Galway, Kerry and Roscommon are the only unbeaten teams in the four divisions of the Allianz Football League going into the last round of games.

And Galway are the only side with a 100% record, winning all six games so far and having already guaranteed promotion.

They are the highest scorers with 123. An average score of 0-20 per game is impressive. They have scored at least a goal in every game.

Galway have defended well too. They did concede more than they would have liked in their games against Offaly and Cork but in all their other clashes they kept the opposition's scoreline down impressively, conceding an average of 0-09 a game.

Galway have serious winning pedigree, having won nine All-Irelands - only Kerry and Dublin are ahead of them. However, since their last All-Ireland win in 2001 they've had periods where the team were simply not contenders.

Underage success - they had minor final appearances in 2016, 2018 and 2019, were Under-20 finalists in 2017 and winners in 2020 - has helped to fuel the present group.

Add in the return of key players from long-term injuries and the confidence that can be gained from Sigerson success and Corofin's All-Ireland Club success and you get a real melting pot for Padraic Joyce and his management team.

What does 2022 have in store for Galway then? Are they ready to compete in the latter stage of the Championship?

Close analysis of their game against Derry would suggest they have a number of things going their way.

A team of footballers

We are all familiar with the footballing skills of the likes of Paul Conroy and Shane Walsh, but on this Galway team every player is comfortable on the ball, regardless of the numbers on their backs.

Galway's defenders are not there just to mark a man.

They are comfortable galloping up the field carrying the ball or taking a ball off the shoulder and running into space. In the win last weekend over Derry, Kieran Molloy and Liam Silke were a constant threat on the ball. John Daly carried ball after ball directly into the Derry half.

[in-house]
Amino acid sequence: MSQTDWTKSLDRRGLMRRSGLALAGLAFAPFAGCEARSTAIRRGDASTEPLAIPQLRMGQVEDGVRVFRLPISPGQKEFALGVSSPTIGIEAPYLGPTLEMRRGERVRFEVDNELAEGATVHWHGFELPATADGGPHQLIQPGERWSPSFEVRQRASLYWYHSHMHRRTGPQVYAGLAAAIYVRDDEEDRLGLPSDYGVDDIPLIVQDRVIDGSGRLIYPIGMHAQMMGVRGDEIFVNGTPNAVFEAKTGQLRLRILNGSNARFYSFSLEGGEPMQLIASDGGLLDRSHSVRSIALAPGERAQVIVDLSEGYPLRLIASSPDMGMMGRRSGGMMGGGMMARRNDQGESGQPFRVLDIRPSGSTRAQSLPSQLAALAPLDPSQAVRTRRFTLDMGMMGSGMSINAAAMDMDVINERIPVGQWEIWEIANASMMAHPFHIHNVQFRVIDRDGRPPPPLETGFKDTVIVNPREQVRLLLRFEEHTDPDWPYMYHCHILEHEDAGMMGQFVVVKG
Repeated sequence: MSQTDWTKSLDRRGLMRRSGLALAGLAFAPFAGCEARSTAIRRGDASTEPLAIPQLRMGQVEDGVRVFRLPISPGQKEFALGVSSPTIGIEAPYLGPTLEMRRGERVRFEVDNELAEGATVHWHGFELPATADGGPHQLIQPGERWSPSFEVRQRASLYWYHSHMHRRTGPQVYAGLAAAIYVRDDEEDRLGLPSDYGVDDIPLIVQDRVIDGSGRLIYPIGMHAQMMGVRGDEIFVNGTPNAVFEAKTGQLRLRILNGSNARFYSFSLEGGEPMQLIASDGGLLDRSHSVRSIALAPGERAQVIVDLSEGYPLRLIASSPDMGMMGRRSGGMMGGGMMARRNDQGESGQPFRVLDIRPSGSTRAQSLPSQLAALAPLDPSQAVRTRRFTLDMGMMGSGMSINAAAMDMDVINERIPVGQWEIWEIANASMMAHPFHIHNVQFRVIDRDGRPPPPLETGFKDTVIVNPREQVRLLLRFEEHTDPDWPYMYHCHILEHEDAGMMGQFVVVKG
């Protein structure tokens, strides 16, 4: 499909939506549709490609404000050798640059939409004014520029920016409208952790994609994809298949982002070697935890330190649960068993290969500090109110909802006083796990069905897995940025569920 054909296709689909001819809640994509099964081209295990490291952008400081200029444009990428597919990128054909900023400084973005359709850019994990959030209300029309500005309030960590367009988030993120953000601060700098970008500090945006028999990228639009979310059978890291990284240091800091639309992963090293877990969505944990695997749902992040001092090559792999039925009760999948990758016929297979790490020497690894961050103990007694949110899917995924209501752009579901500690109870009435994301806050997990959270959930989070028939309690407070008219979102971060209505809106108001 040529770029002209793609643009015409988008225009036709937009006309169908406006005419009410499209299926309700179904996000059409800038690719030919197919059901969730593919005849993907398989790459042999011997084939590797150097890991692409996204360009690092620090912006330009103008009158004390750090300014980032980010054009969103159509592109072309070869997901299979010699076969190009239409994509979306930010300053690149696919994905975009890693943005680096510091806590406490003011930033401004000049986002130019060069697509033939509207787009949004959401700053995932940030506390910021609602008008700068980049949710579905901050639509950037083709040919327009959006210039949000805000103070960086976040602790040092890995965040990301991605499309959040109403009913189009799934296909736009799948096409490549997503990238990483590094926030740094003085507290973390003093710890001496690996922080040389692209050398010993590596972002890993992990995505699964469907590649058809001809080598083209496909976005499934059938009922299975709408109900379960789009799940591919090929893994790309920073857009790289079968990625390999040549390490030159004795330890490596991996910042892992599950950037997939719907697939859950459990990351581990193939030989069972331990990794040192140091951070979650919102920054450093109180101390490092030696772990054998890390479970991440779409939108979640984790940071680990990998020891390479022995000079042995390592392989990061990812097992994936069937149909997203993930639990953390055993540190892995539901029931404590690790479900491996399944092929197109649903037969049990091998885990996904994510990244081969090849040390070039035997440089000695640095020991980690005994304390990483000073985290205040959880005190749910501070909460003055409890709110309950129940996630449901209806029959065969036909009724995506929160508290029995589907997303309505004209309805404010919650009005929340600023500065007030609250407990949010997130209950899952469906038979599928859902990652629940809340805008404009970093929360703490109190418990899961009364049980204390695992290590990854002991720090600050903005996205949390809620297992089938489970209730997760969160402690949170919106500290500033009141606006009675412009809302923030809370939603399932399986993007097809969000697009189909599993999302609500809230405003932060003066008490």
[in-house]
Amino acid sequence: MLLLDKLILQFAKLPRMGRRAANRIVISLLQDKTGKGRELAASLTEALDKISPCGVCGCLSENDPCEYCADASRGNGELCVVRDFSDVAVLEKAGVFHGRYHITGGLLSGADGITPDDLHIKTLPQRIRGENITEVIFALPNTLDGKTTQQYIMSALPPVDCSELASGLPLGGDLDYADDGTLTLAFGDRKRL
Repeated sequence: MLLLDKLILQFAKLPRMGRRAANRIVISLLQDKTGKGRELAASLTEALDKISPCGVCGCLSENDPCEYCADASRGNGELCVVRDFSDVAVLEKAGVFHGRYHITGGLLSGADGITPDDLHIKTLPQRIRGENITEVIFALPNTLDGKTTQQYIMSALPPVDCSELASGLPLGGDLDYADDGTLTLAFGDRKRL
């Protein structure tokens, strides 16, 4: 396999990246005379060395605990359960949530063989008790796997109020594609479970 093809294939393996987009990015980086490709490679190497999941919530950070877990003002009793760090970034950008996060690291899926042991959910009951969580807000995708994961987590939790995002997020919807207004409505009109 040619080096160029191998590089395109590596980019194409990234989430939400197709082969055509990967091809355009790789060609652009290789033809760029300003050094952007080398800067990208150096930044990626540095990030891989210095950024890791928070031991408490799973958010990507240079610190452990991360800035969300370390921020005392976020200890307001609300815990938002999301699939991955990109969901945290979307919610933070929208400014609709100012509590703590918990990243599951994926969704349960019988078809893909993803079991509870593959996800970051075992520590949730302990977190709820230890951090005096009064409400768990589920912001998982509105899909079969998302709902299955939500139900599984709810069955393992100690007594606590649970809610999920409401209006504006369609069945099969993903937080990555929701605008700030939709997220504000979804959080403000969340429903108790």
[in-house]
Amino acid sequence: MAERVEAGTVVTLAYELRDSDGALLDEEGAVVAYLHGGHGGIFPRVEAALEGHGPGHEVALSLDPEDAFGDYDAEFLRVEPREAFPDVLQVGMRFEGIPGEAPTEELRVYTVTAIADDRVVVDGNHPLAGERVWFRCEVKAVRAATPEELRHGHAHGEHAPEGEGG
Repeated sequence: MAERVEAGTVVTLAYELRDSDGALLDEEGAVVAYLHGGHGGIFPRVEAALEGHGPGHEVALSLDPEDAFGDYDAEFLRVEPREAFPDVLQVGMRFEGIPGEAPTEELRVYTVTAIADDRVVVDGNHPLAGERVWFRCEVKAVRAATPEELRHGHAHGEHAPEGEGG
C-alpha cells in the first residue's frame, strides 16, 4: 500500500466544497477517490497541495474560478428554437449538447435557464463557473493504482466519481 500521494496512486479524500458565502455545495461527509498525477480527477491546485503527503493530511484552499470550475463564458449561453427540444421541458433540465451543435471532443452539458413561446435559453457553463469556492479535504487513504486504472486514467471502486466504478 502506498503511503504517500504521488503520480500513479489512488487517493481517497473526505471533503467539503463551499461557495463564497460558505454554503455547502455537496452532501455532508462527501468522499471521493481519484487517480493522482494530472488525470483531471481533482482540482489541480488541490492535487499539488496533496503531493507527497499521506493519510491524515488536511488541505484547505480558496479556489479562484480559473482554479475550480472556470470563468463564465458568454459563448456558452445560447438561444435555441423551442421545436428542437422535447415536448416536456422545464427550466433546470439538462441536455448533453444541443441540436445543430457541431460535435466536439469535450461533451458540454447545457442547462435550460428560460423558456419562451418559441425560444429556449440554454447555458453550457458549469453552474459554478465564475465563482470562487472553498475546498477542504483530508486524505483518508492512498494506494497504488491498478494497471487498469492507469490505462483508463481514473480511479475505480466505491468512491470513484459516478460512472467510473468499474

Galway defenders also showed a desire to kick the ball when it was on. Their half-back line, in particular Dylan McHugh, kicked beautifully into their forwards.

An example of their effective kick passing in the first half was a wonderful Matthew Tierney point. The ball was moved the length of the field by two kick passes, the first from the Galway right corner-back position.

A willingness to work as a team

Galway went after the Derry kick-outs from the throw-in. Derry were looking to go short and fast with their kick-outs. Galway pressed right up. The picture below shows five Galway players ready to trap the poor Derry player that received the ball.

Tierney’s goal came directly from a Derry kick-out that was won due to pressure from Damien Comer in particular. Galway’s intensity forced Derry to change their game plan and kick long.

Galway are working hard all over the field when not in possession of the ball. They had massive workrate and desire to get players into good defensive positions.

It all meant that Derry found it really tough going when it came to troubling the Galway goal.

Decision making in possession

In the first half of the Derry game, when it was still a contest, Galway really played heads-up football. Players in possession were constantly scanning what was in front of them; they always seemed to be looking to play the ball forward.

This is a breath of fresh air as we have seen so many games where massive amounts of passes go sideways and backwards.

Galway have to be commended for their decision-making. They scored 3-08 in the first half against a Derry team that had not conceded a goal in the league this year. When a kick was on it was given, however when it wasn’t on they were patient.

They avoided going into unnecessary contact with Derry defenders. The ball was passed at angles to runners off the shoulder, to players in space and then when the chance presented itself they had a shot. Damien Comer’s goal was set up by patient handpassing followed by a swift kick pass when the opportunity came.

Confidence and togetherness

Galway's Paul Conroy

You can’t beat winning. Galway are on a roll. Regardless of the competition in 2022 - FBD, Sigerson, Allianz League - Galway players have performed well and won matches.

When you are on the crest of wave with results, players come together even more, collective belief grows and with it expectations.

In the Derry game the Galway players worked hard for each other, they supported the man on the ball, they doubled up in tackles and they swarmed the Derry danger men.

Players interchanged positions and covered for each other. In the first half Conroy made a series of support runs to get on the ball.

He eventually got a kick off and scored a point, then with a nod and a quick word he swapped positions with Comer. No fuss - just do what is needed for the team.

Galway started the league this year with the wind at their backs in Pearse Stadium, going in at half time 1-09 to 0-00. Since then they haven’t looked back.